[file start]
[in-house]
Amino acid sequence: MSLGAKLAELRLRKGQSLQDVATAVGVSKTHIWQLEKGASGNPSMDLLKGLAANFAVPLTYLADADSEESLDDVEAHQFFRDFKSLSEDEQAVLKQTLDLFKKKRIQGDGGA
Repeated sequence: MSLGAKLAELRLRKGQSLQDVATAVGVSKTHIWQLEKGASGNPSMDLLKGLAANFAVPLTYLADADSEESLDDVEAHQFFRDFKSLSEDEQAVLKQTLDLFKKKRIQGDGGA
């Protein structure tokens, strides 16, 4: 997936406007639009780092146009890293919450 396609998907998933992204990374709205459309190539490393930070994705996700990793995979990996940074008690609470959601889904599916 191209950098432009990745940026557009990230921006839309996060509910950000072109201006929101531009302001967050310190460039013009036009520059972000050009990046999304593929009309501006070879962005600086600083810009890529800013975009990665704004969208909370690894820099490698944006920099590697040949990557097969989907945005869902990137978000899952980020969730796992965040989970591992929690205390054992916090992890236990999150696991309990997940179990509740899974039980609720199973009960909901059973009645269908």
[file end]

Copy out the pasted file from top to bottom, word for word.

[in-house]
Amino acid sequence: MSLGAKLAELRLRKGQSLQDVATAVGVSKTHIWQLEKGASGNPSMDLLKGLAANFAVPLTYLADADSEESLDDVEAHQFFRDFKSLSEDEQAVLKQTLDLFKKKRIQGDGGA
Repeated sequence: MSLGAKLAELRLRKGQSLQDVATAVGVSKTHIWQLEKGASGNPSMDLLKGLAANFAVPLTYLADADSEESLDDVEAHQFFRDFKSLSEDEQAVLKQTLDLFKKKRIQGDGGA
């Protein structure tokens, strides 16, 4: 997936406007639009780092146009890293919450 396609998907998933992204990374709205459309190539490393930070994705996700990793995979990996940074008690609470959601889904599916 191209950098432009990745940026557009990230921006839309996060509910950000072109201006929101531009302001967050310190460039013009036009520059972000050009990046999304593929009309501006070879962005600086600083810009890529800013975009990665704004969208909370690894820099490698944006920099590697040949990557097969989907945005869902990137978000899952980020969730796992965040989970591992929690205390054992916090992890236990999150696991309990997940179990509740899974039980609720199973009960909901059973009645269908």